Europe's population is aging. Compared to the number of people who live with an acute, life-threatening disease, more people now live with the effects of serious chronic illnesses, and disability toward the end of life. Meeting both needs presents a public health challenge. Policy makers and health professionals recognize that these changes require a health program that encourages both inventive cure and care professionalization, particularly palliative care for those patients (and their families) who cannot be cured (Davies & Higginson, 2004).
Technological innovation in context has been studied by economists and sociologists of technical change and innovation. I shall present the insights and perspectives from this body of literature (including some of my own work), in order to highlight the dynamics of technological innovation processes and the possibilities to influence them — by managers, as well as governmental and societal actors. These actors often work with a limited view of the complexities of technological change and innovation, and they might do better if they were to use recent insights, as I have argued previously (Rip, 1995). Thus, a further topic, visible between the lines of my main exposé, is the relation between the “theory” — i.e., insights from social scientific studies — and the “practice” of policy or action.
The S–O discourse includes themes that have been variously summarized as “objectivism” (Hermans, Kempen & van Loon, 1992) and “the received view of science” (or “RVS,” see Woolgar, 1996). Others, speaking of competing “paradigms” in qualitative research, have referred to some of these themes as “positivist” (Guba & Lincoln, 1994) — a confusing simplification for those familiar with the philosophy of inquiry. Relevant examples include narratives that, for example, distinguish between individuals and groups and more “macro” units such as organizations and society in ways that are overly suggestive of concrete, separately existing “things” with their own defining characteristics (Hosking & Morley, 1991).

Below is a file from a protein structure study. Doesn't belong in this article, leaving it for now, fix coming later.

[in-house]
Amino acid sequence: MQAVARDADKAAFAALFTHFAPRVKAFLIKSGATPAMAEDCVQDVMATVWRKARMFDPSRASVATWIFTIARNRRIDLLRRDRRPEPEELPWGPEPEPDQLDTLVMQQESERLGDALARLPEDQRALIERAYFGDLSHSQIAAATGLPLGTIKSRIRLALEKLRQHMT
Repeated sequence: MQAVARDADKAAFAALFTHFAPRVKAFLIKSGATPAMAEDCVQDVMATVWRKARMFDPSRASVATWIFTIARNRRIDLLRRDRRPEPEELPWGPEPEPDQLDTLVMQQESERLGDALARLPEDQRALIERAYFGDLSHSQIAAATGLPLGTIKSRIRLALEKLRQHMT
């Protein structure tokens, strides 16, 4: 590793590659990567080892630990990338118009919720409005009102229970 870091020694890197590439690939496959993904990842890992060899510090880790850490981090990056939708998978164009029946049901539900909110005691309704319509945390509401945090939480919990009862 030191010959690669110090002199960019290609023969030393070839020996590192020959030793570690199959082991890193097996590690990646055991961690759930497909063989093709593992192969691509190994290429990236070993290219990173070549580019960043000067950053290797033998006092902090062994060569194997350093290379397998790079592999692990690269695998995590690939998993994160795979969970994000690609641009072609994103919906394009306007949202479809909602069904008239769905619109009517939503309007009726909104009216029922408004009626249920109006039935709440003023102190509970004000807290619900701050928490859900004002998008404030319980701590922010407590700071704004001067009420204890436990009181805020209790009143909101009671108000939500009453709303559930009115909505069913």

In Bouwen (2001), René Bouwen discusses the case of an R&D department in a metal refinery developing a new refining process, only to have it at first rejected by the Operations department as too difficult and time-consuming to implement notes. Yet later, when it was reintroduced at an opportune moment in a discussion — occurring within the context of a task force established by the Business Unit manager to study new innovations — the too revolutionary new process was accepted for implementation. About this event René Bouwen remarks: “The implementation of innovation really means a ‘crossing of the boundaries’ between the departments […]. The innovative breakthrough can be attributed to a frame-breaking interaction […]. Frame-breaking thinking does not occur in isolation but as a consequence of close interaction with significant others who provide the necessary challenge and safety to pose a new framework […]. The crossing of the communities of practice allows for the new technological innovation to emerge […]. Only ‘interruptions’ in one's modus operandi create opportunities for new exploration of meaning among oneself and significant others” (p. 362). He then goes on to discuss another case, a second example from the domain of rural development in the Southern Andes in Latin America. Here, a whole multiplicity of different “communities of practice” (Wenger, 1998) is involved: a local NGO supported by representatives from the local Indian population, an international NGO, officers of the Ministry of Agriculture, local university geology researchers, the local water management authority, and social scientists from a neighboring university. Starting from the principles of “multiparty collaboration,” this last group organized a platform for all those involved to come together.
Mary: To begin, I think it is important that we take into account some milestones in the development of multivoiced organizing. This will also set the stage for our extension into the realm of polyvocality. For example, we owe a debt here to work that René Bouwen did with Chris Steyaert (1999) on global organizing. They were among the first to promote multivoicedness in describing how an organization might be affected through the inclusion of many voices. They distinguished four metaphors that were useful in exploring how multivoicedness could influence global organizing: “building the Tower of Babel,” “dialogical imagination,” “polyphonic chorus,” and “strangers’ meeting.”